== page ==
What is the color of honey, and "faces pale with fear"? If you're Homer--one of the most influential poets in human history--that color is green. And the sea is "wine-dark," just like oxen...though sheep are violet. Which all sounds...well, really off. Producer Tim Howardintroduces us to linguist Guy Deutscher, and the story of William Gladstone (a British Prime Minister back in the 1800s, and a huge Homer-ophile). Gladstone conducted an exhaustive study of every color reference in The Odyssey and The Iliad. And he found something startling: No blue!I confess I did not sit through the 21 minute audio file, but do feel free to do so yourself. Instead, I wondered about whether or not the color blue is mentioned in TaNaCh -- the Bible. To be certain, I looked up the word in a Concordance, and found an absence of the word kachol. (There is a related word in Ezekiel 23:40, which includes the phrase "kichalta eynecha" [you shadowed your eyes].) But there is no mention of blue as the color itself. Some translations do include the color, but that is because they are using it for the translation of techeileth, a blue dye derived from a sea creature that gave a distinctive shade to cloth and thread used in the Tabernacle.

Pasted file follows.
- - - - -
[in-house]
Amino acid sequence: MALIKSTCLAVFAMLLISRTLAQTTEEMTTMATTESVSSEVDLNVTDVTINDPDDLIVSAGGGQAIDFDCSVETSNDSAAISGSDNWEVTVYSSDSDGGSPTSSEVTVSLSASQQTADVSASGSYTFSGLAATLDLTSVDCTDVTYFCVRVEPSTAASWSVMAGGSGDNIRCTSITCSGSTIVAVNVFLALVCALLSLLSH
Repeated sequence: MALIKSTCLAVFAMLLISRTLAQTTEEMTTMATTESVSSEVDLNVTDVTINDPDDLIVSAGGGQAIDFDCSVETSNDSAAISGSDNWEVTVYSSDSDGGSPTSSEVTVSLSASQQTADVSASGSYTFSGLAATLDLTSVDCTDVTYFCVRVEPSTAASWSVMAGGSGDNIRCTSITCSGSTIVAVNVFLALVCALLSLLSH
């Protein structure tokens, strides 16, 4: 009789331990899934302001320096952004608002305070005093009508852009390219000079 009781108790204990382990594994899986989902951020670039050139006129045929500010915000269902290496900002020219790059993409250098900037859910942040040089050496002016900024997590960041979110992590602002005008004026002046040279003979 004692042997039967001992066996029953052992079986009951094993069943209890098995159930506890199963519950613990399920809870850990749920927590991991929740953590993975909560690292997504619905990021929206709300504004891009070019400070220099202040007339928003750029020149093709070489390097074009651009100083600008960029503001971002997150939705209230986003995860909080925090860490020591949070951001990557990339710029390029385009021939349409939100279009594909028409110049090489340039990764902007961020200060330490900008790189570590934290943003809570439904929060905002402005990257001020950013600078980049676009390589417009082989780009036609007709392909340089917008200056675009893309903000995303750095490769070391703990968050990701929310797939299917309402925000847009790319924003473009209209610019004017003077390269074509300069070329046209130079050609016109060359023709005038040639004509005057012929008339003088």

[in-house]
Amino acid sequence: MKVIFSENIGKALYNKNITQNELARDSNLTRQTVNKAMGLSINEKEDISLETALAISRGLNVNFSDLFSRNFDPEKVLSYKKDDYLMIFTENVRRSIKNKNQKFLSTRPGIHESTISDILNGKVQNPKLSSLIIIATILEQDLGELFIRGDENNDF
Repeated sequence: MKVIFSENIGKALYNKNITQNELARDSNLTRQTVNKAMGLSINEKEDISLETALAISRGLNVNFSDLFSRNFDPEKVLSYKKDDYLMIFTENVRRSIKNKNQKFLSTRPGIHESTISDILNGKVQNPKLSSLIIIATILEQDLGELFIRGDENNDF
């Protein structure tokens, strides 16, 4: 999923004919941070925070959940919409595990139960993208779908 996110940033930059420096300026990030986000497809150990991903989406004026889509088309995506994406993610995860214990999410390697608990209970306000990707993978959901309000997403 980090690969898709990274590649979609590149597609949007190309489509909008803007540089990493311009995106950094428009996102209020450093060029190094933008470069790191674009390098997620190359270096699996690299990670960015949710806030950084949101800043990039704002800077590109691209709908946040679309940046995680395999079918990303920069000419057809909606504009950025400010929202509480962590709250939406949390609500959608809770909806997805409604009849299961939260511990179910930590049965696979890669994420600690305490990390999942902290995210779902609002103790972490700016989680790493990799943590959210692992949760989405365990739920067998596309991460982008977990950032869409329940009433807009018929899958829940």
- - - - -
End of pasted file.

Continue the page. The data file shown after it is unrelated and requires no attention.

Other colors do appear in the Bible, though, most notably, "red," which is mentioned fairly early on, particularly when Esau describes the dish of lentils for which he sells his birthright.by using the word adom twice.
Curious about whether or not this has been discussed, I did what modern scholars do and turned to Google. Then I found Joel M Hoffman's response to What color is the “blue” of the Bible? He also distinguishes between techeileth and the general color blue.
Related posts: http://uncommoncontent.blogspot.com/2012/02/representing-randomness.html